On a glacier-filled island with fjords and elephant seals, Russia has built Antarctica’s first Orthodox church on a hill overlooking its research base, transporting the logs all the way from Siberia.

Less than an hour away by snowmobile, Chinese laborers have updated the Great Wall Station, a linchpin in China’s plan to operate five bases on Antarctica, complete with an indoor badminton court, domes to protect satellite stations and sleeping quarters for 150 people.

Not to be outdone, India’s futuristic new Bharathi base, built on stilts using 134 interlocking shipping containers, resembles a spaceship. Turkey and Iran have announced plans to build bases, too.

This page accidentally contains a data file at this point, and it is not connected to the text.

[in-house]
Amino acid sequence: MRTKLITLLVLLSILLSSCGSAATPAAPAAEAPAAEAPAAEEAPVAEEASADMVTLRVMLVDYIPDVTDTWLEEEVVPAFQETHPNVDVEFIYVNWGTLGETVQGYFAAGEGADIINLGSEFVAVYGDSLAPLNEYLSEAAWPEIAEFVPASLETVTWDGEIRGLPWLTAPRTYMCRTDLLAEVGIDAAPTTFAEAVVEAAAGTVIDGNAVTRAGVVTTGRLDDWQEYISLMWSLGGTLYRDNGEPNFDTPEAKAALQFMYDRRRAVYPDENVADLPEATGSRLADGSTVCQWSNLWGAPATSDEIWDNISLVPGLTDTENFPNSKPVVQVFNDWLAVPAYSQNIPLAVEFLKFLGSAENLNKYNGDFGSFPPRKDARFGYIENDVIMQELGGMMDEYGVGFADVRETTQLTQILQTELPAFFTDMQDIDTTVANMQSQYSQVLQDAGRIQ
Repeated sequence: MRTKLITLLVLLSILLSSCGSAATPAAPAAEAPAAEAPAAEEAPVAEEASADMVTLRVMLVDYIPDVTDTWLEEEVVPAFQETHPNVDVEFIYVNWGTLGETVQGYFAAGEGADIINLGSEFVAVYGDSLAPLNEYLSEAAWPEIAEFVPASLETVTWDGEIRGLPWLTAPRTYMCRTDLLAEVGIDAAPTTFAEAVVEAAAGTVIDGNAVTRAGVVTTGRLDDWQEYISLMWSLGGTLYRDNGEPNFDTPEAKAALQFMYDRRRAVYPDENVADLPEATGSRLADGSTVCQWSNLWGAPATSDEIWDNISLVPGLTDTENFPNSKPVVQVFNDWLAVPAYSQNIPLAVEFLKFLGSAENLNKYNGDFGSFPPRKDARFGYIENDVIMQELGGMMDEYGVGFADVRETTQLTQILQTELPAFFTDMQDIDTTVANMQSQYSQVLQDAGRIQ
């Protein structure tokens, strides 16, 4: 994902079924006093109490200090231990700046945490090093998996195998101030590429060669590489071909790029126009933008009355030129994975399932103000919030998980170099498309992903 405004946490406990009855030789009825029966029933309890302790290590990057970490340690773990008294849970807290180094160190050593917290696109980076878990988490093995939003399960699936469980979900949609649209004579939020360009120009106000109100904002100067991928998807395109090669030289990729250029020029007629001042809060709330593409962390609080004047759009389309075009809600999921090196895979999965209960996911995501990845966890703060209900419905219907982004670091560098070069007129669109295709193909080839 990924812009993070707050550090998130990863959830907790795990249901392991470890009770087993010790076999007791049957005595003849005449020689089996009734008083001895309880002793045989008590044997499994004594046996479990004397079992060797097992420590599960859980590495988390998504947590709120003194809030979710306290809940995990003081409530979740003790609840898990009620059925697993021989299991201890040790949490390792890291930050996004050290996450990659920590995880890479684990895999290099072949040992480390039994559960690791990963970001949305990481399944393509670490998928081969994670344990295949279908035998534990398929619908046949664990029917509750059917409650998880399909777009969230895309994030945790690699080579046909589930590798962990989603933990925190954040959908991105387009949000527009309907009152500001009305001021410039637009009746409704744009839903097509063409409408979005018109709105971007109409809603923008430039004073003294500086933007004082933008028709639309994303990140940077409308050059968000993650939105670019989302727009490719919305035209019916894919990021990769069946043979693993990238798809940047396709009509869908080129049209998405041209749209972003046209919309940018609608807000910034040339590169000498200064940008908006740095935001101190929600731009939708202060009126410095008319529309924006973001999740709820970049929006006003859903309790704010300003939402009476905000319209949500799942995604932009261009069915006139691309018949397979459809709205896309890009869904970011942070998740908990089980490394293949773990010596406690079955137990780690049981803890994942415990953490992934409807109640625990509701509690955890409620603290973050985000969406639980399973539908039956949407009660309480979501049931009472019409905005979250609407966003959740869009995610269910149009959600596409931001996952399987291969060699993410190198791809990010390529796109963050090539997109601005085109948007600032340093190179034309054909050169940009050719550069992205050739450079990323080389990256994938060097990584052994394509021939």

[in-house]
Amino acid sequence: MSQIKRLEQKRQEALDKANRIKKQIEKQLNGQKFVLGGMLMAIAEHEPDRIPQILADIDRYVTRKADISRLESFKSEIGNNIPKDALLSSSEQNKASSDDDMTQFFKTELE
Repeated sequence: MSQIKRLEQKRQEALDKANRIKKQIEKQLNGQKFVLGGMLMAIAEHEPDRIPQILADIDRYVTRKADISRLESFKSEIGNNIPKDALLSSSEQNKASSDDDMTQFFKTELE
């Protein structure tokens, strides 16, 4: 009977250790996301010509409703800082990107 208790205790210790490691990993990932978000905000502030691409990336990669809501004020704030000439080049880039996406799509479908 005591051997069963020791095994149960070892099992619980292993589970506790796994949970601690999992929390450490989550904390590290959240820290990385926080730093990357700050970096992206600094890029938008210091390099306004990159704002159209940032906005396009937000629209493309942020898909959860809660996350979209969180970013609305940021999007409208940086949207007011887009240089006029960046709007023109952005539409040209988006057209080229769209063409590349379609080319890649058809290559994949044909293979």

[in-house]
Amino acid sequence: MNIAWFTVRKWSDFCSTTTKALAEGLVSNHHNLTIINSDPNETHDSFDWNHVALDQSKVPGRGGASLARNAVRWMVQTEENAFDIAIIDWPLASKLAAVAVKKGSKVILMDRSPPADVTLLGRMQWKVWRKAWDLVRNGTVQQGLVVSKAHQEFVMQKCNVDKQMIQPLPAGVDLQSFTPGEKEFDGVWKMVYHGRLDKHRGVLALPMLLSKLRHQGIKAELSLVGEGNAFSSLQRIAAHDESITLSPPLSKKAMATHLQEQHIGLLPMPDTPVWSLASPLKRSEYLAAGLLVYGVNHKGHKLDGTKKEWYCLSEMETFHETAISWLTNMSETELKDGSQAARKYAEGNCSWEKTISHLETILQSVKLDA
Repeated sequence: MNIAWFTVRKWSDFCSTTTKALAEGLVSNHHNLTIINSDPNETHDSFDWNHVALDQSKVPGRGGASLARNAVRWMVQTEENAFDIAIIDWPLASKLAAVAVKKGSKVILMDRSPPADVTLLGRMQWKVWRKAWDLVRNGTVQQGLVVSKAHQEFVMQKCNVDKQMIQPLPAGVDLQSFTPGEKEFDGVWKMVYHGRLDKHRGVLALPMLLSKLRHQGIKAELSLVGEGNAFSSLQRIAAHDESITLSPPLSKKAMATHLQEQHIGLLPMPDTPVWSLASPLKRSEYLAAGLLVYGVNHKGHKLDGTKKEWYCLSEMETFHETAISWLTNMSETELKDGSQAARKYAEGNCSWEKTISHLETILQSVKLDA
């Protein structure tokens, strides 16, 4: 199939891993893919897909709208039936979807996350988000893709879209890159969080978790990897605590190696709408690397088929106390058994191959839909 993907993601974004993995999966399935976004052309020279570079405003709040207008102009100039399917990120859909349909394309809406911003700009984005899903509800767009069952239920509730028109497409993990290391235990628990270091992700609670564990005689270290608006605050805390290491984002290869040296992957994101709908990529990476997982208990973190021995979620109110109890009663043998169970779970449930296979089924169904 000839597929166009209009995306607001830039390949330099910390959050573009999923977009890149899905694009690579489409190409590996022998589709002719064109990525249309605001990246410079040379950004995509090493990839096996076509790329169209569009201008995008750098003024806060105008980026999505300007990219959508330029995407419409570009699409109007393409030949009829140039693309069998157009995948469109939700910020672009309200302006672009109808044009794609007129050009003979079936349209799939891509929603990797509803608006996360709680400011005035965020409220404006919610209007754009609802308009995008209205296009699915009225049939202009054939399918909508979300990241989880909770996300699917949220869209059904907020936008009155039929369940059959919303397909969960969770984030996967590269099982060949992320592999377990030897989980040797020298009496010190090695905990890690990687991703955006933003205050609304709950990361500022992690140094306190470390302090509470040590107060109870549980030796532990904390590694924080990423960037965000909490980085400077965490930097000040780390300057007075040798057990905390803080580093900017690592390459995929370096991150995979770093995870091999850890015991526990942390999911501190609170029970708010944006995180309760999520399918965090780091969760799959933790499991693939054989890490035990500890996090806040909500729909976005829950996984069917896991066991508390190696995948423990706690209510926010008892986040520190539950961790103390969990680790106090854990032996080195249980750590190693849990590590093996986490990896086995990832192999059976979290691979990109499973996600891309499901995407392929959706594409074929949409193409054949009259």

More than a century has passed since explorers raced to plant their flags at the bottom of the world, and for decades to come this continent is supposed to be protected as a scientific preserve, shielded from intrusions like military activities and mining.

But an array of countries are rushing to assert greater influence here, with an eye not just toward the day those protective treaties expire, but also for the strategic and commercial opportunities that exist right now.

“The newer players are stepping into what they view as a treasure house of resources,” said Anne-Marie Brady, a scholar at New Zealand’s University of Canterbury who specializes in Antarctic politics.

Some of the ventures focus on the Antarctic resources that are already up for grabs, like abundant sea life. China and South Korea, both of which operate state-of-the-art bases here, are ramping up their fishing of krill, the shrimplike crustaceans found in abundance in the Southern Ocean, while Russia recently thwarted efforts to create one of the world’s largest ocean sanctuaries here.

Written by Randy McDonald

December 31, 2015 at 12:15 pm